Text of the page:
We build our houses with the intention of them surviving the storm. Likewise, we build our IT and security systems with the intention of them withstanding a cyber attack.
But the question remains - do we test them or make assumptions and live in a false sense of security just like the fable of “The Three Little Pigs”.
The reality is that the big bad “hacker” wolf will turn up eventually to “huff and puff”. The question is - do you KNOW what that would do to your house.
Today, with one click pentesting software, you test on-demand. It’s a shame not to give it a go.
A lot of respect and appreciation is due to today’s medical staff, there’s no doubt. But I would argue that we owe just as much to the cybersecurity teams keeping our businesses, economy, and in a sense, our livelihood, protected.
I call them Corporate Patriots™ - and they deserve our appreciation, gratitude, and respect during these hard times. The CISO’s role is one of the most difficult ones in the world. It’s a job for survivors.
During these pandemic days, the gap between the CISOs’ tasks and the means they have to perform them is reaching an all-time high. More attacks and more attack surfaces, with less budget and less staff. When you pile on the WFH challenges, I believe we can agree that this Cybertoon is actually an understatement of their realities.
It’s a zoo, some say it’s a jungle - there are more than fifty penetration testing tools and utilities that one needs to master to become a seasoned almighty pen-tester.
That would be fine if it could scale, but unfortunately - it can’t. Today, manual Penetration Testing is still an expensive, point-in-time and limited scope exercise.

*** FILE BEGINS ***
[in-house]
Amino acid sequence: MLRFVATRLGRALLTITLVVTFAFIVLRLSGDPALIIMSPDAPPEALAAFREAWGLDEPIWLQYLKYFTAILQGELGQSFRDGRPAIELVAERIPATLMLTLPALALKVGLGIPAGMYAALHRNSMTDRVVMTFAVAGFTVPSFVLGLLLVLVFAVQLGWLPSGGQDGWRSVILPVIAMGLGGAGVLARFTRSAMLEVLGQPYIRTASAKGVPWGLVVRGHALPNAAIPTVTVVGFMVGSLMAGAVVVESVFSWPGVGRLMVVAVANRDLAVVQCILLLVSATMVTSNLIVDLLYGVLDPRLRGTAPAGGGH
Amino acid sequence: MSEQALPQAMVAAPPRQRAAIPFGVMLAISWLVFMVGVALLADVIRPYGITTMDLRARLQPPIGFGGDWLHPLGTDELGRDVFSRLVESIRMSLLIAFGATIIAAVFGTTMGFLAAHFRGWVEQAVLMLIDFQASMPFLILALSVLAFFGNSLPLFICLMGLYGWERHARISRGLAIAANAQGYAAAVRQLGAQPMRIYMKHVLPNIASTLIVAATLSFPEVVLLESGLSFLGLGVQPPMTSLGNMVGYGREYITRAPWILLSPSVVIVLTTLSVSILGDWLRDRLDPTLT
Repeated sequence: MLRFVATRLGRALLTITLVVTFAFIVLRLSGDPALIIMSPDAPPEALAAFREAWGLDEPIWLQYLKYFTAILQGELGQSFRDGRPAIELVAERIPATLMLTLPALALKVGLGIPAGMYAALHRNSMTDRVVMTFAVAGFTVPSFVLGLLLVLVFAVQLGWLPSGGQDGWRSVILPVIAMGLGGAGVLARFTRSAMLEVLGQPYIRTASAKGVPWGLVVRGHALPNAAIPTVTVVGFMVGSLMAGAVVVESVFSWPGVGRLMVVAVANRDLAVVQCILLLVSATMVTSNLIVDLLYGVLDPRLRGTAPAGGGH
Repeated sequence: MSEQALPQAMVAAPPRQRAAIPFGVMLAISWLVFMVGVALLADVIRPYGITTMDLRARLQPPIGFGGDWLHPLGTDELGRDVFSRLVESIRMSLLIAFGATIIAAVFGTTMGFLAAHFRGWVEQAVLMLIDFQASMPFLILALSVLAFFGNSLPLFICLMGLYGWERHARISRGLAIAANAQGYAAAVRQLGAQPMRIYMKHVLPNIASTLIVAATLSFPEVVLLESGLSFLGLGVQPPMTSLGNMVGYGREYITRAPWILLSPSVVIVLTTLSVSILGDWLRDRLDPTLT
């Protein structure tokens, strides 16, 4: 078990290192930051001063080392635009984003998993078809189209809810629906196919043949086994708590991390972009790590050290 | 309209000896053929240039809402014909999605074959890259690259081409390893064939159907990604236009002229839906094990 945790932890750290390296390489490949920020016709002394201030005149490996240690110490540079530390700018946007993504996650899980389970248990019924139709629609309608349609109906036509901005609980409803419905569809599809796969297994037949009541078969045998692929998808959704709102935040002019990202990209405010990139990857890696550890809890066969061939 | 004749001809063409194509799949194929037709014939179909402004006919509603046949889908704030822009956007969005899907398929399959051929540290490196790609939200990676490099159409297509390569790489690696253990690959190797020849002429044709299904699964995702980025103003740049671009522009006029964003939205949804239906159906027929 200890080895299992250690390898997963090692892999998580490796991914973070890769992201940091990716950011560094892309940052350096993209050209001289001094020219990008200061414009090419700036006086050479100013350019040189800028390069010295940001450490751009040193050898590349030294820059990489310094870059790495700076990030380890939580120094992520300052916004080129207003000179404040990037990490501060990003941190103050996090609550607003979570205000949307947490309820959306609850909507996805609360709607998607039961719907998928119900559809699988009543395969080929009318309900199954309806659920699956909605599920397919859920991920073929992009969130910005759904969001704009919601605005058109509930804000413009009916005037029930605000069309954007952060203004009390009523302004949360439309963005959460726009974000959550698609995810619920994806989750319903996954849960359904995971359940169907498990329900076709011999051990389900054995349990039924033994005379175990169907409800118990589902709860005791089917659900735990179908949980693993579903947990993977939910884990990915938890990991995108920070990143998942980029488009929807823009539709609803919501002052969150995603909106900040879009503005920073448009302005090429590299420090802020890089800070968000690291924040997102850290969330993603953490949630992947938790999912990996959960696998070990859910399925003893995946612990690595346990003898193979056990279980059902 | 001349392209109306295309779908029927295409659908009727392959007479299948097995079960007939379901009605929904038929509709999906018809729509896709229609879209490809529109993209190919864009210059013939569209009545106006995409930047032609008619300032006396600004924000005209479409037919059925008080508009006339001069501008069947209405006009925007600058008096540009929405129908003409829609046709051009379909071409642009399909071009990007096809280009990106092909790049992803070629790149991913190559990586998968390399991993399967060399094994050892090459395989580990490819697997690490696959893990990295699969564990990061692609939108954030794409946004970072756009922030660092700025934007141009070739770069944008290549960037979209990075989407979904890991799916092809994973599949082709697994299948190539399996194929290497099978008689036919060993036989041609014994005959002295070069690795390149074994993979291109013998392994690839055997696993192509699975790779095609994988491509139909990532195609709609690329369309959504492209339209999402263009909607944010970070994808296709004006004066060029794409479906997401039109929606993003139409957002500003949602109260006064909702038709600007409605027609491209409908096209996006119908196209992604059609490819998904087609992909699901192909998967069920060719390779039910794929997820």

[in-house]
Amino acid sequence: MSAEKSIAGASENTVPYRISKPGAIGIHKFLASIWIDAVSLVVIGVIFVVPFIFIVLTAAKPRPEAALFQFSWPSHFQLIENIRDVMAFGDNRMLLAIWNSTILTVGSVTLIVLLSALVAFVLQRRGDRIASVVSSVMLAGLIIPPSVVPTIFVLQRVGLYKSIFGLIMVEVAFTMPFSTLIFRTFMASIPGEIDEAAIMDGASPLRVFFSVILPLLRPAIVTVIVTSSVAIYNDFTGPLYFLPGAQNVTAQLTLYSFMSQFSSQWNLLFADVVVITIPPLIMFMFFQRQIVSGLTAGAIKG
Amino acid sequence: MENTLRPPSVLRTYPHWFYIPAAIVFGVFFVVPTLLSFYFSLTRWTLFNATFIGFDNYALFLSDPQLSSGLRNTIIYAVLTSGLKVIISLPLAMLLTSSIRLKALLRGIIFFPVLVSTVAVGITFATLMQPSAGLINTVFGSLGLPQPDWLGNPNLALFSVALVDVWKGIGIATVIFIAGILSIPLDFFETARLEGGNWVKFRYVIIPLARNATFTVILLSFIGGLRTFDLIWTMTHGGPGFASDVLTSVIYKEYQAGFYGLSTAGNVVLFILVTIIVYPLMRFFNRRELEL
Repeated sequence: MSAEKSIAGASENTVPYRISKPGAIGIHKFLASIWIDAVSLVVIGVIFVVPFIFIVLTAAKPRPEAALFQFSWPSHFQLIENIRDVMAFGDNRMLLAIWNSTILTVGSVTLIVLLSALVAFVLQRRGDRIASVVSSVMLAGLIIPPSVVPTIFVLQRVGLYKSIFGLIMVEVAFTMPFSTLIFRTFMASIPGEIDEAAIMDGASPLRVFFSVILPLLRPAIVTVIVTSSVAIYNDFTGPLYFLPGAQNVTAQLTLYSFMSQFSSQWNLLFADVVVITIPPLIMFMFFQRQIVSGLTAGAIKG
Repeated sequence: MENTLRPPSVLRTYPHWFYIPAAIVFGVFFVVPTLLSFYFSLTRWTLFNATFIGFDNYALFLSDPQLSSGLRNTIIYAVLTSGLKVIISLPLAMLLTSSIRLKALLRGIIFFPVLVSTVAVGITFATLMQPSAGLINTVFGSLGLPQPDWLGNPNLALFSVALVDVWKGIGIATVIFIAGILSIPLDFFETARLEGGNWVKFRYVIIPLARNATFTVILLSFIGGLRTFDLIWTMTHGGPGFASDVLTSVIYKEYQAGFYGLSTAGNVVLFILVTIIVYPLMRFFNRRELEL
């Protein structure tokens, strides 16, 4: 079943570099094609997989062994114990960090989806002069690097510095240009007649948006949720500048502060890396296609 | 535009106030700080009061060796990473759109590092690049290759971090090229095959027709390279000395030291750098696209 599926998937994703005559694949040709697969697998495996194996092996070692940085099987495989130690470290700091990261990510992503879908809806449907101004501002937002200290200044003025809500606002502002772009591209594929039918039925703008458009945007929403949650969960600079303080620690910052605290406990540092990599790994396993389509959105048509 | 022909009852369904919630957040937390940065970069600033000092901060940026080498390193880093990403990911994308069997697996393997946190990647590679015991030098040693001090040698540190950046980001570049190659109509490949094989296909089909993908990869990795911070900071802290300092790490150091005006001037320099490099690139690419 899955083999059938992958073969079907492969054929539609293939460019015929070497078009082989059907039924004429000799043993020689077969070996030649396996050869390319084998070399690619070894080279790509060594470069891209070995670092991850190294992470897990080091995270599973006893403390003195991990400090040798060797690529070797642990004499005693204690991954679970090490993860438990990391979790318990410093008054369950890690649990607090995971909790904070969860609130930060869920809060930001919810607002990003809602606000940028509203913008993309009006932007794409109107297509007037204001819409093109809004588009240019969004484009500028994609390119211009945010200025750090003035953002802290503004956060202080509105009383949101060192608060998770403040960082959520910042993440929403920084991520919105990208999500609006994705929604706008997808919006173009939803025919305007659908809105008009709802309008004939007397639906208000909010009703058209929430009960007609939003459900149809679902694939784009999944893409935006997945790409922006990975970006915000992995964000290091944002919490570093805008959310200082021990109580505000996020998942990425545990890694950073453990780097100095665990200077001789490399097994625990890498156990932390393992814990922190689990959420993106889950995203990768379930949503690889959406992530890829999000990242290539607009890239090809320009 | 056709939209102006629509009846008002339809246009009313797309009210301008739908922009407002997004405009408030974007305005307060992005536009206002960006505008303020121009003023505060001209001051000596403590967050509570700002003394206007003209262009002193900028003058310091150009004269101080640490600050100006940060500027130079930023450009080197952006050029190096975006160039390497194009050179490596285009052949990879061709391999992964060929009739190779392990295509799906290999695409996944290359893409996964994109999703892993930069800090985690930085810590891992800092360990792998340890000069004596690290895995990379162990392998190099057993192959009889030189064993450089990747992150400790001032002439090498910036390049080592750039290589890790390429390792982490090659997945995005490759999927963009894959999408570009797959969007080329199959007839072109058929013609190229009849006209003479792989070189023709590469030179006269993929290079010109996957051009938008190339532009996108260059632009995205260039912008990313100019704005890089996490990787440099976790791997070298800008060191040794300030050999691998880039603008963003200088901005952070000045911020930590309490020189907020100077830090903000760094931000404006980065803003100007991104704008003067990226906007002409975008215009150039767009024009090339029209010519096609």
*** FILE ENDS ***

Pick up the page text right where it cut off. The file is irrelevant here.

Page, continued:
It is time for automation. It is time for one platform that runs penetration testing with a few clicks and hides all this complexity and inter-tool information passing. It is time for a solution anyone can use continuously to conduct a week’s worth of a pen-test in an hour.
It is time for PenTera.
Millions of self-quarantined employees are as productive as ever with extended and scaled Zoom and VPNs. However, it’s too soon to announce ‘business as usual’ without addressing the additional attack surface gained as a result. This is increasingly true in the case of combined home-work computers.
Corporate firewall and anti-phishing security controls rarely apply, home routers are ungoverned, browsers hold sensitive passwords and kids and adults alike are being targeted with phishing campaigns daily through email and sites. A possible outcome is that the VPN is transformed, by an "owned" computer, into a magical back door to the organizational network.
The most important thing to do is to test and test again - to determine and prioritize the controls required to harden the dwelling workforce environment.